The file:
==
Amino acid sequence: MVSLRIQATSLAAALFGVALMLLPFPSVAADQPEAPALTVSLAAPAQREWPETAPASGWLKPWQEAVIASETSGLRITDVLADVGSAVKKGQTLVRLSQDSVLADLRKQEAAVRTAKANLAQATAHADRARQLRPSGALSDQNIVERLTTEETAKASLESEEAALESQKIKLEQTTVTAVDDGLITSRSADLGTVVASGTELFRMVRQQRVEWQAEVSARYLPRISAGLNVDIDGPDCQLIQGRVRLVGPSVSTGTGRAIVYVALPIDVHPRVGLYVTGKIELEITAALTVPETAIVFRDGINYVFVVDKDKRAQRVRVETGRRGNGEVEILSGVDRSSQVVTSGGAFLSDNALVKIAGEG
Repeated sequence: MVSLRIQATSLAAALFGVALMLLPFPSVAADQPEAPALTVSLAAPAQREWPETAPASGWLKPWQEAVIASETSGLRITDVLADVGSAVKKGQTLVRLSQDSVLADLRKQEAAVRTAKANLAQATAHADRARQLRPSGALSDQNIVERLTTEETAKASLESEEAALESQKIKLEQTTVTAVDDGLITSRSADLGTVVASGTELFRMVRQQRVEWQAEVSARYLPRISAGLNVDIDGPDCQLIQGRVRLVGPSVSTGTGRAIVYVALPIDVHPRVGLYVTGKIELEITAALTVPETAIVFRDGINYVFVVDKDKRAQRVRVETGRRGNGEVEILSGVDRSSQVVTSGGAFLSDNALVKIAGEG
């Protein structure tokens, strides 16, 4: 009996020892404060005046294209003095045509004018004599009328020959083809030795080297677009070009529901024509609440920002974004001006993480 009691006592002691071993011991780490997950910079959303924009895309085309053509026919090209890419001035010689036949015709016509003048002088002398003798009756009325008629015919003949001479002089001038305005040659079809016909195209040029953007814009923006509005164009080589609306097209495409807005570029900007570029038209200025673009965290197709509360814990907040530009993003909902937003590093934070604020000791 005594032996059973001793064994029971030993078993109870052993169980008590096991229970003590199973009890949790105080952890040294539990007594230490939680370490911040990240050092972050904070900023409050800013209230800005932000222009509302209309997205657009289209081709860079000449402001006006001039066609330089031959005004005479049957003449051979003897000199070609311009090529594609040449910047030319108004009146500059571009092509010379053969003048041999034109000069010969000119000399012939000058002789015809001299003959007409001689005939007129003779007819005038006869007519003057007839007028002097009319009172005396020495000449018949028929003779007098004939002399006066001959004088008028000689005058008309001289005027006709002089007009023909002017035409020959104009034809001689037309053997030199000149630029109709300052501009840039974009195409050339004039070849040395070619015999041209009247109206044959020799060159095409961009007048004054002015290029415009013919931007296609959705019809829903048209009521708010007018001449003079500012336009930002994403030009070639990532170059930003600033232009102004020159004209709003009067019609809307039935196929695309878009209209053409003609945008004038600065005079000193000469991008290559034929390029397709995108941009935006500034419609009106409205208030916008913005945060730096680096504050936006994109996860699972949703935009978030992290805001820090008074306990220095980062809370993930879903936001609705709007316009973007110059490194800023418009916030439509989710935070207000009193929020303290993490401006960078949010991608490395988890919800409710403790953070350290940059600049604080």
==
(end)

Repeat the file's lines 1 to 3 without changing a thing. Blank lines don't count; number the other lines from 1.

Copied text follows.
Amino acid sequence: MVSLRIQATSLAAALFGVALMLLPFPSVAADQPEAPALTVSLAAPAQREWPETAPASGWLKPWQEAVIASETSGLRITDVLADVGSAVKKGQTLVRLSQDSVLADLRKQEAAVRTAKANLAQATAHADRARQLRPSGALSDQNIVERLTTEETAKASLESEEAALESQKIKLEQTTVTAVDDGLITSRSADLGTVVASGTELFRMVRQQRVEWQAEVSARYLPRISAGLNVDIDGPDCQLIQGRVRLVGPSVSTGTGRAIVYVALPIDVHPRVGLYVTGKIELEITAALTVPETAIVFRDGINYVFVVDKDKRAQRVRVETGRRGNGEVEILSGVDRSSQVVTSGGAFLSDNALVKIAGEG
Repeated sequence: MVSLRIQATSLAAALFGVALMLLPFPSVAADQPEAPALTVSLAAPAQREWPETAPASGWLKPWQEAVIASETSGLRITDVLADVGSAVKKGQTLVRLSQDSVLADLRKQEAAVRTAKANLAQATAHADRARQLRPSGALSDQNIVERLTTEETAKASLESEEAALESQKIKLEQTTVTAVDDGLITSRSADLGTVVASGTELFRMVRQQRVEWQAEVSARYLPRISAGLNVDIDGPDCQLIQGRVRLVGPSVSTGTGRAIVYVALPIDVHPRVGLYVTGKIELEITAALTVPETAIVFRDGINYVFVVDKDKRAQRVRVETGRRGNGEVEILSGVDRSSQVVTSGGAFLSDNALVKIAGEG
């Protein structure tokens, strides 16, 4: 009996020892404060005046294209003095045509004018004599009328020959083809030795080297677009070009529901024509609440920002974004001006993480 009691006592002691071993011991780490997950910079959303924009895309085309053509026919090209890419001035010689036949015709016509003048002088002398003798009756009325008629015919003949001479002089001038305005040659079809016909195209040029953007814009923006509005164009080589609306097209495409807005570029900007570029038209200025673009965290197709509360814990907040530009993003909902937003590093934070604020000791 005594032996059973001793064994029971030993078993109870052993169980008590096991229970003590199973009890949790105080952890040294539990007594230490939680370490911040990240050092972050904070900023409050800013209230800005932000222009509302209309997205657009289209081709860079000449402001006006001039066609330089031959005004005479049957003449051979003897000199070609311009090529594609040449910047030319108004009146500059571009092509010379053969003048041999034109000069010969000119000399012939000058002789015809001299003959007409001689005939007129003779007819005038006869007519003057007839007028002097009319009172005396020495000449018949028929003779007098004939002399006066001959004088008028000689005058008309001289005027006709002089007009023909002017035409020959104009034809001689037309053997030199000149630029109709300052501009840039974009195409050339004039070849040395070619015999041209009247109206044959020799060159095409961009007048004054002015290029415009013919931007296609959705019809829903048209009521708010007018001449003079500012336009930002994403030009070639990532170059930003600033232009102004020159004209709003009067019609809307039935196929695309878009209209053409003609945008004038600065005079000193000469991008290559034929390029397709995108941009935006500034419609009106409205208030916008913005945060730096680096504050936006994109996860699972949703935009978030992290805001820090008074306990220095980062809370993930879903936001609705709007316009973007110059490194800023418009916030439509989710935070207000009193929020303290993490401006960078949010991608490395988890919800409710403790953070350290940059600049604080």